I used to feel ashamed when someone referred to me as an ‘introvert’.
Can you blame me? It seems like we live in a society where extroversion is encouraged and often considered more desirable than introversion. Growing up, my report cards always said, “Grace is very quiet in class and could speak up more.” I never understood why politely listening to the teacher and taking notes was considered negative until I was older and recognized the bias. The truth is, I wasn’t doing anything wrong, I just had a different personality type than my outspoken classmates.
So what’s the difference between an introvert and an extrovert? Swiss Psychiatrist Carl Jung introduced the two terms in 1921 to describe how individuals respond to their outside world and get their energy. Typically, introverts enjoy time to themselves, are aware of their internal thoughts, and recharge more often in solitude. In contrast, extroverts enjoy large groups and are more outspoken and outgoing. A majority of people fall somewhere in the middle of these two personality types. Despite this, it’s common for introverted qualities to be seen as weaknesses when in reality, they can be strengths. Here’s why you should add introverts to your team:
They’re good listeners
Being a good listener is an invaluable skill to have. It’s key to relationship building, problem-solving, conflict resolution, and understanding in both our personal and professional lives. So while introverts might seem disengaged in a conversation, they’re actually focused on observing, learning, and active listening. When the moment feels right, they’ll chime in with well-thought-out feedback and ideas.
They’re deep thinkers
Introverts are known for thinking first and acting later. While this can be mistaken as painfully indecisive, it’s quite the opposite. They’re great problem solvers and will do their due diligence by researching and exploring different options instead of throwing everything at the wall to see what sticks. Introverts prefer to think about their findings’ potential positive or negative outcomes to ensure they make the right decision the first time for everyone involved.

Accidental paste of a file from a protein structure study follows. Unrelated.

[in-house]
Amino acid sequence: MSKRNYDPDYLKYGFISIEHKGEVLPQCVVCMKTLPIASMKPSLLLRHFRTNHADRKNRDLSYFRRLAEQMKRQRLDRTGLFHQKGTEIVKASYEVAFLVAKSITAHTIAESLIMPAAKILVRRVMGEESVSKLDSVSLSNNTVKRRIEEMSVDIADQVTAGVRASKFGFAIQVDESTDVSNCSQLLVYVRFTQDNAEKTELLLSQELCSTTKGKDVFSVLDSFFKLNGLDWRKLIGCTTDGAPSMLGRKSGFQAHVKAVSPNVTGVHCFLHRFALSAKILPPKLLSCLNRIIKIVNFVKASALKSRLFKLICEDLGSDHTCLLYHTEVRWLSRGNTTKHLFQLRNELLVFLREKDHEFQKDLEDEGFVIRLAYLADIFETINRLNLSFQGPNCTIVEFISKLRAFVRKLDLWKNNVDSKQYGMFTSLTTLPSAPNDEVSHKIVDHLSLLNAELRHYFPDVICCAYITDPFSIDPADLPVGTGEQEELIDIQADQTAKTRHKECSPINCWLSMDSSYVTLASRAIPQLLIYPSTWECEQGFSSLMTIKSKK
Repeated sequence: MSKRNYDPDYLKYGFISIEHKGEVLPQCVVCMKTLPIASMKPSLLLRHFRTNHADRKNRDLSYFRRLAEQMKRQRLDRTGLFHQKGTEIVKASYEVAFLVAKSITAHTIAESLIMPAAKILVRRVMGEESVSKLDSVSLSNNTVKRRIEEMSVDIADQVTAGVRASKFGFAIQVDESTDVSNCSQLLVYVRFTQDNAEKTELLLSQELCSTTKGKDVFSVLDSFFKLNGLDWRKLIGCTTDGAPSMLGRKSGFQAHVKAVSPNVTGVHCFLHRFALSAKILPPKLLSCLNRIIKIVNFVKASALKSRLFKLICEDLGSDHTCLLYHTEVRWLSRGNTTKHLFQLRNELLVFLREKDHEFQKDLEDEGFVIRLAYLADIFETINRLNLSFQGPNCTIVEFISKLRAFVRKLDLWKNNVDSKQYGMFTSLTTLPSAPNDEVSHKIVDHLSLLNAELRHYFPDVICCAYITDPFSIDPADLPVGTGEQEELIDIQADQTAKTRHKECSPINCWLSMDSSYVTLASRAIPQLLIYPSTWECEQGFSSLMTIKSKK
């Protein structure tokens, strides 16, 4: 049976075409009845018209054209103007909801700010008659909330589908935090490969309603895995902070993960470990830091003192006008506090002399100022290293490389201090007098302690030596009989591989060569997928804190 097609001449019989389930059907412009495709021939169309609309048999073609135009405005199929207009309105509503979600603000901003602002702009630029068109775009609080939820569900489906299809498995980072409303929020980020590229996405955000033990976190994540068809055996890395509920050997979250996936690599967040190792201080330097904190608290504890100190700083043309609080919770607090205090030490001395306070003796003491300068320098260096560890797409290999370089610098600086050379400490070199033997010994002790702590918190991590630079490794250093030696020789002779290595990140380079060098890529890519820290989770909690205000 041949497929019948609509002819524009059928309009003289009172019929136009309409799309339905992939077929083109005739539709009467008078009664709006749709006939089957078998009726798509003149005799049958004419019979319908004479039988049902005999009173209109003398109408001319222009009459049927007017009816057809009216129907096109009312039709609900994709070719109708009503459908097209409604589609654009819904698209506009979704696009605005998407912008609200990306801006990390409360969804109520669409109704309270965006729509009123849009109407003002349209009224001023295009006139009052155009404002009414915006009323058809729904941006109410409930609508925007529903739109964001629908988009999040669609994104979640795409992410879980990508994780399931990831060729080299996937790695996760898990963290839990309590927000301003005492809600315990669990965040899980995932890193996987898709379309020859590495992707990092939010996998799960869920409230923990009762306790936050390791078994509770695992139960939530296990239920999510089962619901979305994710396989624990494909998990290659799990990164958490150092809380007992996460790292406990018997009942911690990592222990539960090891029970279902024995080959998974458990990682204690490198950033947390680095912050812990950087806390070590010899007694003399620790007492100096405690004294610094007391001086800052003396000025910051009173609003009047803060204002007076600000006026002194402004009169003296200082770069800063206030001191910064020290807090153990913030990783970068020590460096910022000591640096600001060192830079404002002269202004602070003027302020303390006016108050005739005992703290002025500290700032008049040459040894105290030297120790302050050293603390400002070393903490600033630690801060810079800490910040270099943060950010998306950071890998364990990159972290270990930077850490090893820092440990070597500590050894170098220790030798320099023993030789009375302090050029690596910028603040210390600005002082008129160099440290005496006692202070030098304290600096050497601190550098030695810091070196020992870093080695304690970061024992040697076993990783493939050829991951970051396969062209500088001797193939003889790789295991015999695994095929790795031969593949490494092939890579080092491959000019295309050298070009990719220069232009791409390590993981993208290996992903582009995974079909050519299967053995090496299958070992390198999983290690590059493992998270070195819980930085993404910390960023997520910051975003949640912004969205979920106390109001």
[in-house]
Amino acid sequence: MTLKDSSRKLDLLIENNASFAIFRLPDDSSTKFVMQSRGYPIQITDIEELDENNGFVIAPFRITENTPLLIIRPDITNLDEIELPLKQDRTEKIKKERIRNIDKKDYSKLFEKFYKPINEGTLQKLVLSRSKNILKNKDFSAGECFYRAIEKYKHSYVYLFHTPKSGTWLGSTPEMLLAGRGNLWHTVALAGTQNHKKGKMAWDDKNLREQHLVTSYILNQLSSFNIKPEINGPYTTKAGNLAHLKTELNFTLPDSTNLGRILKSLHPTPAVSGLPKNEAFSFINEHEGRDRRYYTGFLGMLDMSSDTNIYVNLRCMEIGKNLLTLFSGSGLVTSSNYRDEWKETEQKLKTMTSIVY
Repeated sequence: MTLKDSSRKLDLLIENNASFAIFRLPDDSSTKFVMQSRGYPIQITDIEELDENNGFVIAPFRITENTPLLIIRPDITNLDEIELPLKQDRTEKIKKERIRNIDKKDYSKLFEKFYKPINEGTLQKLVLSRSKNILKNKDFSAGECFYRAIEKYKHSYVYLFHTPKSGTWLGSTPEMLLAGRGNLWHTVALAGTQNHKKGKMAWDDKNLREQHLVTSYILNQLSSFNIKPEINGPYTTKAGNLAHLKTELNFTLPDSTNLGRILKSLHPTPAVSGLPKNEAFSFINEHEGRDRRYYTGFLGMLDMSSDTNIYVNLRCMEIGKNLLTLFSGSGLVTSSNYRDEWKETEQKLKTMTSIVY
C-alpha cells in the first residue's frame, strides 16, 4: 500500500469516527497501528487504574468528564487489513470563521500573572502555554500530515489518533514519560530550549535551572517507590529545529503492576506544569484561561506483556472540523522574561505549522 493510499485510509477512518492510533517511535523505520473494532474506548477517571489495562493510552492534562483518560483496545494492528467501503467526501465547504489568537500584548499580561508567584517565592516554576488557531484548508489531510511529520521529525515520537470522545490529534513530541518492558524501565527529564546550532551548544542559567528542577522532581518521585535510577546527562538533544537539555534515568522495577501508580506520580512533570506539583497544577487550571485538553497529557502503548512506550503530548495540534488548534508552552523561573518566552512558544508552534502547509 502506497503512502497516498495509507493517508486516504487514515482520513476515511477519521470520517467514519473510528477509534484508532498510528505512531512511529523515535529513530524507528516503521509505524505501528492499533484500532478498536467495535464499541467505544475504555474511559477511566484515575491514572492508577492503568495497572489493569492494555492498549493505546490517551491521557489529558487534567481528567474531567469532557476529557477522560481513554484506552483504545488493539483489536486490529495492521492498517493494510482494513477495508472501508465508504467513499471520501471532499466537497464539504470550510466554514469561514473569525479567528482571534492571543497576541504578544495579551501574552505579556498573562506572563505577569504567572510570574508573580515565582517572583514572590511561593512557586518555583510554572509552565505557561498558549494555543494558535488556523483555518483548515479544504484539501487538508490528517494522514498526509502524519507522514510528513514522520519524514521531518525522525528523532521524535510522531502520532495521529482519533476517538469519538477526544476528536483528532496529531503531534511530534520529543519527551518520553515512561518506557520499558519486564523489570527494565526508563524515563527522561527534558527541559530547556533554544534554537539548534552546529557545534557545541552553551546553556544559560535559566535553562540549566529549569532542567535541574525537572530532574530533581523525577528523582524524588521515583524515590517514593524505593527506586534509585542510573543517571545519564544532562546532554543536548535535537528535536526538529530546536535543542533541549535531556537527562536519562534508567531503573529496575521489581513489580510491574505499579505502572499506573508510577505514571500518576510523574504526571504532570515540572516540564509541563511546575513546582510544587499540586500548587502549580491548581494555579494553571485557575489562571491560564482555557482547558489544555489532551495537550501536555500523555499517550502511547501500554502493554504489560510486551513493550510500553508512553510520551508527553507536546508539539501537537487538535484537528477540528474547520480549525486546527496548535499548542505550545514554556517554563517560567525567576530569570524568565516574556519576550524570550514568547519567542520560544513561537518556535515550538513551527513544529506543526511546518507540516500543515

They’re creative and imaginative
Since introverts are deep thinkers with a strong connection to their inner world, they can be incredibly creative and imaginative. Some of the most famous artists, writers, and actors, such as Dr. Seus, Emma Watson, and Meryl Streep, have introverted personalities. Many believe this is because introverts do their best work in solitude, leaving them less likely to follow established norms and be more open to seeing, hearing, and interpreting things differently.
Introverts are comfortable being alone, meaning personal and professional independence comes naturally. With this comes a strong sense of self-confidence, self-esteem, and perseverance. With these qualities, introverts can be trusted to do great work independently without the need for external motivation or constant check-ins. Basically, they’re a manager’s dream.
They’re great leaders
Finally, you may be surprised to learn that introverts make great leaders. That’s right, people like Bill Gates, Elon Musk, and Mark Zuckerberg all prove that you don’t need to be extroverted to lead effectively. Combined with the qualities above, introverts’ ability to concentrate amid chaos and focus on quality, productivity, and their team’s needs without getting sidetracked makes them great for this role.
So while extroverts have many great qualities, you can’t afford to overlook what introverts bring to the table. To all my fellow introverts out there, I hope this post motivates and inspires you to be proud and embrace these strengths.
If you’re unsure of where you fall on the introvert/extrovert scale, check out this quiz to find out.